How Kennett Builders became a powerhouse

There aren't many building firms that survive to celebrate their centenary, but Kennett Builders' strong foundations could ensure it is around for the next one.

This Saturday night 700 people will gather at the Adelaide Oval to celebrate the centenary of a builder. There probably won’t be messages from the Queen and the PM, but there should be: 100-year-old building firms are few and far between.

It will also be a charity event for bowel cancer, because that’s what John Kennett’s mum, Jean, died of.

John, 67, is the third generation of his family to run Kennett Builders, but he virtually had to start again when he took over the business in the midst of the recession of 1991-2. He cut the staff in half and stopped building homes entirely, concentrating on commercial only.

He’d just bought out his cousin-in-law, Geoff Simpson, to move to 100 per cent ownership and his wife went back to work as a dressmaker to help pay the bills.

“It was pretty lonely then. I had no one to talk and really felt that solitude,” he says.

John Kennett left school at 17 and wanted to be a farmer. He got a job as a jackaroo and then worked on various farms around South Australia until his father died of heart disease at the age of 47.

And as often happens in family businesses, it was then -- with the death of his father -- that John felt the tug of history.

The business had been started in 1914 by Cliff and Charles Kennett. Their father Sam had been a bricklayer and they were brickies too, but they were ambitious. They formed a partnership as stonemasons and builders.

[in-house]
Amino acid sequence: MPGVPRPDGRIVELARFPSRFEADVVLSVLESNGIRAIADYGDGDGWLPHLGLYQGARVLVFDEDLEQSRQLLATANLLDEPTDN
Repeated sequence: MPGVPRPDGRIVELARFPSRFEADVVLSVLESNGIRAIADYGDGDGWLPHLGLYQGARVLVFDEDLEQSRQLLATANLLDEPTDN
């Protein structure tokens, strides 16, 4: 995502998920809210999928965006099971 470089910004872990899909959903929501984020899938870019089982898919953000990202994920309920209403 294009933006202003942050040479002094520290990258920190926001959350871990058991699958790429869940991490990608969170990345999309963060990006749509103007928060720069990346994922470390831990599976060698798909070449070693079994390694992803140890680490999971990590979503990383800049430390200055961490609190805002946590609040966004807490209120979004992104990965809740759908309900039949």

Charlie’s sons, Neil and Dean, eventually came into the business and so did Cliff’s son-in-law Hugh Simpson, who married his daughter Laurel. Cliff’s other daughter, Betty, didn’t marry.

The four second-generation Kennetts (and Simpson) owned 25 per cent each, but eventually the third generation, in the person of Neil’s son John Kennett, mopped up the various family shareholdings so that by 1992, he owned 100 per cent.

The last bit of that was an amicable parting of the ways with Geoff Simpson, who owned 50 per cent. It involved a simple division of the business, which in those days also owned a hardware store on the road between Victor Harbor and Port Elliott, south of Adelaide. Geoff got the hardware and John got Kennett Builders, and because the recession had crushed the building industry but not regional retail, they were both worth about the same.

Not for long. John has built Kennett Builders into a $60 million South Australian powerhouse, responsible for many of the state’s major buildings.

And now, at 67, it’s time for John to organise his own succession. His sons, James, 44, and Scott, 40, are both in the business, as senior estimator and construction manager respectively.

Ownership has been put into trusts to be transferred easily to James and Scott when the time comes and, most important of all, John and his wife Gail are quickly building up their assets outside the business to ensure that their sons don’t have to buy the business off them to fund their retirement.

This is often one of the most difficult issues in family business succession. The owners reinvest everything, so that when the time comes to retire and hand the business on to the next generation, the kids have to borrow and buy the business to fund their parents’ retirement.

Luckily, Kennett Builders is throwing off enough cash for that not to be necessary, but it’s not always so.

As part of his succession planning, John Kennett has set up an executive group that includes 36-year employee Stuart Allen as a kind of mentor for his sons.

He expects to work for anther three years, during which he’ll gradually hand over management to his sons.

And which of them will be the boss? “That’s up to them,” he says. Yeah, sure. I reckon dad might have some say in that.

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